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Polyp vs. Medusa: What's the Difference?

Edited by Aimie Carlson || By Harlon Moss || Updated on October 28, 2023
Polyp is a sessile, tubular cnidarian life form, while medusa is a free-swimming, bell-shaped stage in cnidarians.

Key Differences

Polyps are typically cylindrical, attached to a substrate, and have a mouth surrounded by tentacles at one end. Medusae, on the other hand, are bell or umbrella-shaped and free-floating, with tentacles hanging down from the bell.
The polyp stage is often involved in colony formation in species like corals. Medusae are typically solitary creatures, drifting individually in open waters.
Polyps are generally found in shallower, more stable water environments. Medusae are adapted to a more pelagic, or open ocean, lifestyle, capable of navigating through different water layers.
Some cnidarians, like jellyfish, exhibit both polyp and medusa stages in their life cycle, representing two distinct forms of the same organism.

Comparison Chart


Cylindrical and sessile
Bell-shaped and free-swimming


Asexual (budding, fragmentation)
Sexual (gametes)


Often colonial


Shallow, stable environments
Open ocean, various depths


Attached, non-motile
Free-floating, motile

Polyp and Medusa Definitions


Polyp is an asexual stage in some cnidarians.
The polyp phase is crucial for the growth of jellyfish populations.


Medusa is a sexually reproducing stage in cnidarians.
The medusa released gametes into the water, initiating the reproductive cycle.


Polyp refers to a tubular organism attached to a substrate.
The aquarium tank was adorned with colorful sea anemones, which are polyps.


Medusa is a free-swimming cnidarian stage.
The jellyfish displayed its medusa form, elegantly moving through the water.


Polyp indicates a non-motile cnidarian form.
Despite being non-motile, polyps can form large, complex structures.


Medusa refers to a bell-shaped aquatic organism.
The medusa pulsated rhythmically as it navigated the ocean currents.


Polyp is a sessile life form in cnidarians.
Coral reefs are formed by colonies of polyps.


Medusa describes an organism with hanging tentacles.
The medusa used its long tentacles to capture prey.


Polyp describes an organism with a mouth surrounded by tentacles.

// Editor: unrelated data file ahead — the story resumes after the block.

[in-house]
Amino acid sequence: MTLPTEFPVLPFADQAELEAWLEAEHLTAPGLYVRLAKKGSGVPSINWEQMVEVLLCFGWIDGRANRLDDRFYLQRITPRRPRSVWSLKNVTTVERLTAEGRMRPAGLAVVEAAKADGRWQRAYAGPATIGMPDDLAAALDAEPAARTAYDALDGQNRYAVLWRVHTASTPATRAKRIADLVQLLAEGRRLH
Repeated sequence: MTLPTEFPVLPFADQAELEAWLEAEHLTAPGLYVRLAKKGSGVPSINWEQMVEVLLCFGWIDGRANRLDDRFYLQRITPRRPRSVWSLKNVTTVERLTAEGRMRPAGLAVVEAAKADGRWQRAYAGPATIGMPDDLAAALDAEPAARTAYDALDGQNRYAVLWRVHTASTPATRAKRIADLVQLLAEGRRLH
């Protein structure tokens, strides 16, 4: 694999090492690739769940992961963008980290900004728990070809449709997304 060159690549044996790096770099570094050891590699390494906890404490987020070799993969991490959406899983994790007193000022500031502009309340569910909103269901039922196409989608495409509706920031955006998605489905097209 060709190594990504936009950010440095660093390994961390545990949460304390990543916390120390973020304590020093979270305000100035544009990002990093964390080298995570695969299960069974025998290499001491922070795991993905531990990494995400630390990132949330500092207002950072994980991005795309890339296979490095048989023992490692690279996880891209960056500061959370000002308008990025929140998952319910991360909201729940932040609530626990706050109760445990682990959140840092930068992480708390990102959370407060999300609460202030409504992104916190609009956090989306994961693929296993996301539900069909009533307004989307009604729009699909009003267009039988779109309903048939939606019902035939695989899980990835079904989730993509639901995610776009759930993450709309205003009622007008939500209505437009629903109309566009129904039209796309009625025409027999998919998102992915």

The polyp captured tiny fish using its tentacles.


Medusa indicates a motile life form in the open ocean.
Medusae are well-adapted to a nomadic life in the vast ocean.


A body form of a cnidarian, such as a hydra or coral, that is cylindrical in shape, has a mouth usually surrounded by tentacles at one end, and is often attached to something at the other end.


The Gorgon who was killed by Perseus.


What does medusa refer to?

A free-swimming, bell-shaped stage in cnidarians.

Can cnidarians have both polyp and medusa stages?

Yes, many cnidarians have both life stages.

Are medusae always solitary?

Typically, but there are exceptions.

Where are polyps usually found?

In shallow, more stable water environments.

What is a polyp?

A sessile, tubular cnidarian life form.

How do polyps reproduce?

Through methods like budding.

What is the primary reproduction method for medusae?

Sexual reproduction, producing gametes.

Do medusae feed on plankton?

Yes, many feed on plankton and small fish.

Can polyps and medusae exist independently?

Yes, in some species they are independent life stages.

Do all jellyfish exhibit a medusa stage?

Most, but not all jellyfish species have a medusa stage.

Are coral reefs formed by polyps?

Yes, they are formed by colonies of polyps.

Can medusae be found in deep ocean?

Yes, they can navigate through various water layers.

Do polyps have tentacles?

Yes, they have tentacles around their mouth.

Are all medusae bell-shaped?

Most are, but there can be variations.

Can medusae be harmful to humans?

Some can be, due to their stinging cells.

Are sea anemones polyps?

Yes, sea anemones are a type of polyp.

Are polyps visible to the naked eye?

Yes, though some can be quite small.

How do medusae move?

They pulsate their bell-shaped bodies to swim.

Can polyps move?

No, they are attached and non-motile.

Do polyps contribute to marine ecosystems?

Yes, significantly, especially in reef-building.
About Author
Written by
Harlon Moss
Harlon is a seasoned quality moderator and accomplished content writer for Difference Wiki. An alumnus of the prestigious University of California, he earned his degree in Computer Science. Leveraging his academic background, Harlon brings a meticulous and informed perspective to his work, ensuring content accuracy and excellence.
Edited by
Aimie Carlson
Aimie Carlson, holding a master's degree in English literature, is a fervent English language enthusiast. She lends her writing talents to Difference Wiki, a prominent website that specializes in comparisons, offering readers insightful analyses that both captivate and inform.

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